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Comment: Page view comments (Score 1) 90

by Hussman32 (#49143537) Attached to: 3D Printers Making Inroads In Kitchens

With mod points loaded, I'm having signatures viewing on top of 'Reply to this' link, and the mod dropdown box is positioned a few pixels low. I also don't see the Preview Options Cancel button controls until I mouse over them when I post the comment after mod points have been used (this may be intentional).

Comment: Re:Realistic (Score 1) 366

by Hussman32 (#49131441) Attached to: The Groups Behind Making Distributed Solar Power Harder To Adopt

Aside from corrosion, which is a solvable issue,

Someone I knew for a long time said, "If you want to work forever, study corrosion." Another quote, "Every metal seeks to return to the ore from which it came, corrosion engineers can only slow it down."

Regarding seawater, outside of the unsolvable corrosion, other problems will be precipitation of the salts within the piping, fish intrusions, and a lot of particulate matter that can erode the piping systems. But that doesn't mean you can't use seawater, you have to design for those problems, which costs money.

Comment: Re:amazing (Score 1) 279

by Hussman32 (#49120065) Attached to: Intel Moving Forward With 10nm, Will Switch Away From Silicon For 7nm

The atomic diameter of silicon (covalent bond) is 0.2 nm, the lattice distance between atoms is 0.5 nm. If they are moving to 7 nm, they are already ordering atoms at only a factor of 5 or so less than what is theoretically even possible given space requirements (I would think you'd need at least one atom between the gaps, probably more than that), so they'd need another material.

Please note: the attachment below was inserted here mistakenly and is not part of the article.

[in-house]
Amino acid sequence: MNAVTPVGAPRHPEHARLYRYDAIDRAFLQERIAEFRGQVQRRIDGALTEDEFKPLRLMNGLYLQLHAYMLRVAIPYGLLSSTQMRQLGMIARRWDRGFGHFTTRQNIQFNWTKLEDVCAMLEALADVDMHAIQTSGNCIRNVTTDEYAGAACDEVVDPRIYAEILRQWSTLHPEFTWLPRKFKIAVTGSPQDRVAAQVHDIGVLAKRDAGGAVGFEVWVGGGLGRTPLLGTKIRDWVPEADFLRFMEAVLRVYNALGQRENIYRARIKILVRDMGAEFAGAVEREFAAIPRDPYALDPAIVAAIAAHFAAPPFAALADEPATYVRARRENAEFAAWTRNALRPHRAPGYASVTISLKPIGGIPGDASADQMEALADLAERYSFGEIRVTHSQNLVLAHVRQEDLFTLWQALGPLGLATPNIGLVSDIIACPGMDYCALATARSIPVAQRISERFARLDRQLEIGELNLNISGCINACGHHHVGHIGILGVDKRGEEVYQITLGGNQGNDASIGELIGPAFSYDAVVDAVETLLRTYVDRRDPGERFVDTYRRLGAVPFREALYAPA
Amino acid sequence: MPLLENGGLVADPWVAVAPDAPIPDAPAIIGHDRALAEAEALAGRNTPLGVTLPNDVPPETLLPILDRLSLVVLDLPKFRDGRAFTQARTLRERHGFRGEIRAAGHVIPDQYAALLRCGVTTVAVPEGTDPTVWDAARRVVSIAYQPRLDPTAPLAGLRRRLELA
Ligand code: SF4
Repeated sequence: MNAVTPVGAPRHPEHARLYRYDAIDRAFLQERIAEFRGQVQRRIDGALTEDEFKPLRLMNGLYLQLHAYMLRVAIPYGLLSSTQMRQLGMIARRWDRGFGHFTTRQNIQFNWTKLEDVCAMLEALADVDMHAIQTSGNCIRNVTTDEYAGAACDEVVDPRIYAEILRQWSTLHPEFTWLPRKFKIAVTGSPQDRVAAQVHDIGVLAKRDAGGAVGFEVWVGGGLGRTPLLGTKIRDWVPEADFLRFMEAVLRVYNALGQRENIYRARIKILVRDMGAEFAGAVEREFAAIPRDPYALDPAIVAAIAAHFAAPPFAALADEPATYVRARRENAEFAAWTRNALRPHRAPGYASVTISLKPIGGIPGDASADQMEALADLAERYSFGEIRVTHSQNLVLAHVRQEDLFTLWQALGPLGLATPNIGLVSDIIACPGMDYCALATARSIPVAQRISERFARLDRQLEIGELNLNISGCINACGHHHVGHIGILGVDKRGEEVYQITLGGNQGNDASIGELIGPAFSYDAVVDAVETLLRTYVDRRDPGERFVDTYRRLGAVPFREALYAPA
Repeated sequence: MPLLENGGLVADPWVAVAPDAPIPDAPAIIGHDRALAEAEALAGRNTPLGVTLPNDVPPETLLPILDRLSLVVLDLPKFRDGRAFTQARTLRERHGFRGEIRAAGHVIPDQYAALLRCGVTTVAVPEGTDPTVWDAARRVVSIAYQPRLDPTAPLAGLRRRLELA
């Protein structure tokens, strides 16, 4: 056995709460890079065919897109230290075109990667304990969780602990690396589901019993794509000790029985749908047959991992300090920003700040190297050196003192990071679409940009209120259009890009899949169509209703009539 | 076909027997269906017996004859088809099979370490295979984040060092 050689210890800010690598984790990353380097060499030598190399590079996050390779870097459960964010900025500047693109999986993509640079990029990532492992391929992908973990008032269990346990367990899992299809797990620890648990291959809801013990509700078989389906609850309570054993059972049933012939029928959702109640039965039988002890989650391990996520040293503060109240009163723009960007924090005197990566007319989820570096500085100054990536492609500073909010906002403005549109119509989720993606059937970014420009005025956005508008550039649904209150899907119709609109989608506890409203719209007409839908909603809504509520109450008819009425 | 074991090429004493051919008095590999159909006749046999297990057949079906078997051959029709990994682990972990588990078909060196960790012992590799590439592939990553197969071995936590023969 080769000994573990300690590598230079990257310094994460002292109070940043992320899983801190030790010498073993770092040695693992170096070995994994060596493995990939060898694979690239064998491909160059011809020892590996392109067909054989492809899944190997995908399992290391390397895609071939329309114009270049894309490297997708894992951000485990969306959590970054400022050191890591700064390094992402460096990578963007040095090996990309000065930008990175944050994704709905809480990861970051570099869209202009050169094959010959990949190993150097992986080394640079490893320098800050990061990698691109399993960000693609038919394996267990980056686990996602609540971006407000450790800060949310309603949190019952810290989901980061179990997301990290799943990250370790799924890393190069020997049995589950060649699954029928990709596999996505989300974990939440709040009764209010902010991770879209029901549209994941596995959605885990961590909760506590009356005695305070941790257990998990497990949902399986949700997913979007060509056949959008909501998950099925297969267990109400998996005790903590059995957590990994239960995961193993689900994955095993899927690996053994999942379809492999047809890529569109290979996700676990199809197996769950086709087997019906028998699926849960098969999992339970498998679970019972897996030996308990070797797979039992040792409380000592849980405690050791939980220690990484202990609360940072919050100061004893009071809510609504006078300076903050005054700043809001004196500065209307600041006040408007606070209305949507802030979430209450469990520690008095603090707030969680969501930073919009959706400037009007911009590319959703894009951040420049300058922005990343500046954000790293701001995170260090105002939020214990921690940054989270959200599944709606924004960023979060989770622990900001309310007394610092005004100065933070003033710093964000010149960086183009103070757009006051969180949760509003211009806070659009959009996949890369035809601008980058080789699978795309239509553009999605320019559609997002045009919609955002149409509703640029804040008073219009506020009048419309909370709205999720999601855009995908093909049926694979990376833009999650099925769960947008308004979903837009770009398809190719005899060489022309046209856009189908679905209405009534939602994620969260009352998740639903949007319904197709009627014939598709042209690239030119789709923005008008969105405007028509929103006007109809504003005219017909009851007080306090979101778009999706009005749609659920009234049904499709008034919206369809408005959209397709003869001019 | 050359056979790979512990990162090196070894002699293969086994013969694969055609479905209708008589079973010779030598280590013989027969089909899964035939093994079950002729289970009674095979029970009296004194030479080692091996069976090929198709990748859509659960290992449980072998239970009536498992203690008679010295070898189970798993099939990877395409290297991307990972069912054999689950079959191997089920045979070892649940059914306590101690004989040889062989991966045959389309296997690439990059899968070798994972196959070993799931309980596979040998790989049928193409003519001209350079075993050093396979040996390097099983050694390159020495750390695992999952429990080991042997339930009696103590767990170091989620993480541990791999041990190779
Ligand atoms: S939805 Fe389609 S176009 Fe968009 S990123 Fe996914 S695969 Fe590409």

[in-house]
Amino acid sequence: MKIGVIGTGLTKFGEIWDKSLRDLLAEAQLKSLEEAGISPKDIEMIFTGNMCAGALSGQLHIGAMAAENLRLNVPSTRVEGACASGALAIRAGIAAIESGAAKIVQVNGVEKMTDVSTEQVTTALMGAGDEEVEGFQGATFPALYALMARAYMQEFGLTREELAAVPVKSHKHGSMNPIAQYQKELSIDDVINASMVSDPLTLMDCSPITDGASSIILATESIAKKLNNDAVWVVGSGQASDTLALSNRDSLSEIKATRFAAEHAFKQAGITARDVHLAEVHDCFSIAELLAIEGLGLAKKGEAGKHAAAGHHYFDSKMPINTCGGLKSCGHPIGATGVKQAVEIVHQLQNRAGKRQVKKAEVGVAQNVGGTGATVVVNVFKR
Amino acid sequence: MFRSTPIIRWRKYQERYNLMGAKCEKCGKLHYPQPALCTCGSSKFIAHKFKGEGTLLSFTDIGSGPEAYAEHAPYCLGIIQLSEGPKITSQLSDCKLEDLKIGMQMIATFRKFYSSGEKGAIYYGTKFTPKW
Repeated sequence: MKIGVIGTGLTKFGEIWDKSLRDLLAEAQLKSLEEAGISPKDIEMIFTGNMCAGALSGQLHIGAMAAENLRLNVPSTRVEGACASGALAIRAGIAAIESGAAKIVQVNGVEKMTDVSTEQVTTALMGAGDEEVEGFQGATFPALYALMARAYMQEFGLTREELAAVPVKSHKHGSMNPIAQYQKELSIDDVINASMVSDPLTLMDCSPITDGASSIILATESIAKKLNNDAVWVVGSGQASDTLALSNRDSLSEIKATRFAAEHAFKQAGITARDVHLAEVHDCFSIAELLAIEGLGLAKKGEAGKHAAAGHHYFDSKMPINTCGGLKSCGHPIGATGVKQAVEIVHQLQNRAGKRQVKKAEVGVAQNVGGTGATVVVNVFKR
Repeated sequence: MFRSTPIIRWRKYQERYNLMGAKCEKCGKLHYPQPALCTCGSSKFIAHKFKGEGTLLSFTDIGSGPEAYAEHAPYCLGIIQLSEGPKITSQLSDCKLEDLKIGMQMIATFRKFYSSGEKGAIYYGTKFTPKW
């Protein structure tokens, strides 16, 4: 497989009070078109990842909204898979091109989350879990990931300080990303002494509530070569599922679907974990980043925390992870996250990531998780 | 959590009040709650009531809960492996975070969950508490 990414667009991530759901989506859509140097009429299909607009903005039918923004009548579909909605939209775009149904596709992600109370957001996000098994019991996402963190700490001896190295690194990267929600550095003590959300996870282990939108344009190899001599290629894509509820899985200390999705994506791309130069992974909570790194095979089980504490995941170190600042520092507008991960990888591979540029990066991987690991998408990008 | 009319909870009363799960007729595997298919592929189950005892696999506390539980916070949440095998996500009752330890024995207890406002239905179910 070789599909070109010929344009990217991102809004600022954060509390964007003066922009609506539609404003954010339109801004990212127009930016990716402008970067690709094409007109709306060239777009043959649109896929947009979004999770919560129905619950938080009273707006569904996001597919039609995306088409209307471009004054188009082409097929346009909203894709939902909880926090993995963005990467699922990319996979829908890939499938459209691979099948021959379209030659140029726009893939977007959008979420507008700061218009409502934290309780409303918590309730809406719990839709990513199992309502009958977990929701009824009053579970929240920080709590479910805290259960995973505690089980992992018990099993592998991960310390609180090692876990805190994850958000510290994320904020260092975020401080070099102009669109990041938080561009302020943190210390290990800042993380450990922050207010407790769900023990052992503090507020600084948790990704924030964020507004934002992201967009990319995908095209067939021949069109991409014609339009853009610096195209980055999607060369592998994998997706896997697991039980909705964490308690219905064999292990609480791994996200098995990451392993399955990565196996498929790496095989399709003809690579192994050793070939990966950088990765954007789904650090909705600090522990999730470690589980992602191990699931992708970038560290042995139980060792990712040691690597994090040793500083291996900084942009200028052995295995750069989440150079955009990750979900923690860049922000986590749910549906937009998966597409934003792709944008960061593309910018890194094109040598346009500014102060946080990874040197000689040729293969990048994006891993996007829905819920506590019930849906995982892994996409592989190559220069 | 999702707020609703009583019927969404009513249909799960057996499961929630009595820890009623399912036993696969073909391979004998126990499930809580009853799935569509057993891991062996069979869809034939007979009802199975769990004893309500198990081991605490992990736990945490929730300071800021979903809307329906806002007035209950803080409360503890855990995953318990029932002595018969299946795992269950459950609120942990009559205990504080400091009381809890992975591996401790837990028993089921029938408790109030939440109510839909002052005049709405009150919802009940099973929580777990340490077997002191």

It amazes me that they can focus the lithography light so tightly.

Comment: Re:Nice work if you can get it (Score 1) 304

by Hussman32 (#49112835) Attached to: Pandora Pays Artists $0.001 Per Stream, Thinks This Is "Very Fair"

There are several software products that have a per-use fee attached to it (TurboTax, for instance), as the creator you have the right to set the conditions for use, and the buyers have the right to accept or reject those terms.

Musicians and filmmakers produce a product that is license-based, when you buy a movie you get a license to consume the material as you wish. Those that use that license for commercial applications have to pay a royalty. Whether the artists are important or not doesn't seem relevant to me, someone is using their product for their platform's gain, and the owner of that platform should compensate them for it.

Comment: Re:Overstamp twice. (Score 1) 133

by Hussman32 (#49100985) Attached to: Crystal Pattern Matching Recovers Obliterated Serial Numbers From Metal

I know old school forensics teams put acid on the site and the cold-worked area would have more fractures in the microstructure which would reveal a scraped serial number. If they did this with EBDS, I would guess you could see differences in the cumulative cold work and still resolve the original pattern (you only need a few reference points).

If a criminal wants to use the gun, or bike, I'm not sure how much stamping they could do before they damage the material enough to prevent use.

Comment: Re:On loan??? (Score 1) 118

by Hussman32 (#49023057) Attached to: Neil Armstrong's Widow Discovers Moon Camera In Bag

Not sure if you have deeper sources, but the public line is that Armstrong was always supposed to go first, although Buzz definitely wanted to go first. They picked Neil because he was senior, and it would have been impossible for Buzz to crawl over Neil with his EVA suit.